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My 04 Rubicon has developed a sulfer smell. I did some searching and found many people say the cats or O2 sensors being bad. So I figured I would check the easiest first. I have pulled 3 of the 4 sensors and tested them with a multimeter and torch. The highest I can get any of them is .050 milivolts. Not volts, milivolts. Is it possible for all of my sensors to be bad and not throw a check engine light? the jeep runs fine. Seems to have plenty of power. Just has the dang smell when accelerating. It only has 87k miles on it. I just find it hard to believe all the sensors are bad without a noticeable drivability issue. I can imagine I'm doing the test wrong. Kinda simple. Add heat remove it. Any advice before I go replace these.
 

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Usually the sulfur smell is from the cats overheating. But at 87k miles, Its hard to believe they are stopped up already. Mine has 140k and I could still see through them, but I punched them out anyway ;) I hate to see ya replace all the sensors. But as you also pointed out, no cel, so I really doubt the sensors are bad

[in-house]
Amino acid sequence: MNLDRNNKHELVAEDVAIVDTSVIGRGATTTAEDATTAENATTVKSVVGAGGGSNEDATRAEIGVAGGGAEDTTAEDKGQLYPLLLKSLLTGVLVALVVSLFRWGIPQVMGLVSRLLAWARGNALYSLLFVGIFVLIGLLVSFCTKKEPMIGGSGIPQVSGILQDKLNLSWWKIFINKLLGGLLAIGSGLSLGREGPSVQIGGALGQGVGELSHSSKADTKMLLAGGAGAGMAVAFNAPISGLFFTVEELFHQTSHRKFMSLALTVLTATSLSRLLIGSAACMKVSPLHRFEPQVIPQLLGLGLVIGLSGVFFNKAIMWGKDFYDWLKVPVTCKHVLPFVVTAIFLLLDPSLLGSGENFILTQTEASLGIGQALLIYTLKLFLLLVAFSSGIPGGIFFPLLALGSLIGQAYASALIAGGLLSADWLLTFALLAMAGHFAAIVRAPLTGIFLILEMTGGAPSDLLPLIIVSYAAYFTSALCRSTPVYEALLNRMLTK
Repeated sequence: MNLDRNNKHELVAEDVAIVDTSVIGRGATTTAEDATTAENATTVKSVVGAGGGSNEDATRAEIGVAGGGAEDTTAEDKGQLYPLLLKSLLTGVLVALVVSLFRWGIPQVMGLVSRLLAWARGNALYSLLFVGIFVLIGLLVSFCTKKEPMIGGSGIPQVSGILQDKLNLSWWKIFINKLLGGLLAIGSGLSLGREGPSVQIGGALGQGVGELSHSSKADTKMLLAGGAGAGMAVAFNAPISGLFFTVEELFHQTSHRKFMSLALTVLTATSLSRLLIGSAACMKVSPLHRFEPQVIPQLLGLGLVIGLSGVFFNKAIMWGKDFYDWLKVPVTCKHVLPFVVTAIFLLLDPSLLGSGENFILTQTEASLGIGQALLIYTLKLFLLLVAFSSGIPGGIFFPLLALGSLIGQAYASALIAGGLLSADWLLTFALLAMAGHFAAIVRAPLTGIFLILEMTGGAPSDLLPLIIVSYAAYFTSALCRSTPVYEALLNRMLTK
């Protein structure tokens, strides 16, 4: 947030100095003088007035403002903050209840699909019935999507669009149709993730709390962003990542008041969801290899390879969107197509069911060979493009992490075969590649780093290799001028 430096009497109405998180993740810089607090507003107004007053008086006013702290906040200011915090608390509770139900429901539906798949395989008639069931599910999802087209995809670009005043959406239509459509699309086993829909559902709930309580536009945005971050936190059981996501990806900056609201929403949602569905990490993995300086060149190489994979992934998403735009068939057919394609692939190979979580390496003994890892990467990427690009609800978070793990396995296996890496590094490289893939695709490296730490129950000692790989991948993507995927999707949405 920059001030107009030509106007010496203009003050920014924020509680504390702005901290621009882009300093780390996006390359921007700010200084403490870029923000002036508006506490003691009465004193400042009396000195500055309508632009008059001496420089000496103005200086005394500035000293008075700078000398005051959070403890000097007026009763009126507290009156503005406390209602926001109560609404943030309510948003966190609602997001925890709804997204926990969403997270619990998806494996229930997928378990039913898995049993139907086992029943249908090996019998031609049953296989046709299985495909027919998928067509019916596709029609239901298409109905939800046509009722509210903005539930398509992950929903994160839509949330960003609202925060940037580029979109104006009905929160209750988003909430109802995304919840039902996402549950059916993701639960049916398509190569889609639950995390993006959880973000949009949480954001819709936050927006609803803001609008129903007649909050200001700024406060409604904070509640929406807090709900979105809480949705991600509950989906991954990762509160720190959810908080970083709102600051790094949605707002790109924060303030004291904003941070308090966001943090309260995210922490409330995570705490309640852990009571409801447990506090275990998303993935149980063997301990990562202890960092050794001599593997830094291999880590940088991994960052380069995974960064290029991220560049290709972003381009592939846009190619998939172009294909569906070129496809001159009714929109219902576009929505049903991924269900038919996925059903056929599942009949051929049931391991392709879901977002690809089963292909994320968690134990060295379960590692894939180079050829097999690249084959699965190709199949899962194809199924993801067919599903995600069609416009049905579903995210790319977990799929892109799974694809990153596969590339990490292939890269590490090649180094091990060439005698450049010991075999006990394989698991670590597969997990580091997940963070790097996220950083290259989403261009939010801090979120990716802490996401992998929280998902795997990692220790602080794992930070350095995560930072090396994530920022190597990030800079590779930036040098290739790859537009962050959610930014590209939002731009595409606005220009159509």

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In my experience the O2 sensors cause low(er) MPG long before they throw a CEL. I replaced them in both if the Jeeps I've owned and I never had a CEL in either one. Not saying that's causing the odor, just relating my experience with o2 sensors.

If you end up replacing them, the best price I found for NTK brand was at rockauto.com, with a 5% discount code you can find online. I wouldn't recommend getting other brands.
 

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Hopefully the torch was not lit. If it was it's not surprising that you saw near 0V, and it's not a good idea! O2 sensors degrade at 1500F very quickly. A torch is around 3500F. You need to shoot unburnt propane at the tip to see if it changes. Even a bic lighter will work. I have a method for customers to test their wideband sensors here.
If the wideband is removed from the car, you can shoot butane from an unlit bic lighter right at the tip and it should go straight to 10:1 or rich. When you remove the butane it should linger and slowly climb back to air. Try it again, but this time blow hard at the tip to remove the butane and it should quickly return to 20:1 or air. Don't burn yourself on the wideband, THEY GET HOT!!
That method is very crude for non wideband sensors, compared to using something like the ELM and torque app to graph out the o2 voltage swings. You can see if they are getting old because they don't oscillate in a normal sinusoidal pattern, or don't oscillate at all.
I had to replace my cats at 7x,xxx mi because they were failing the cat efficiency test. Dealer did it free because I was under 80K!
 
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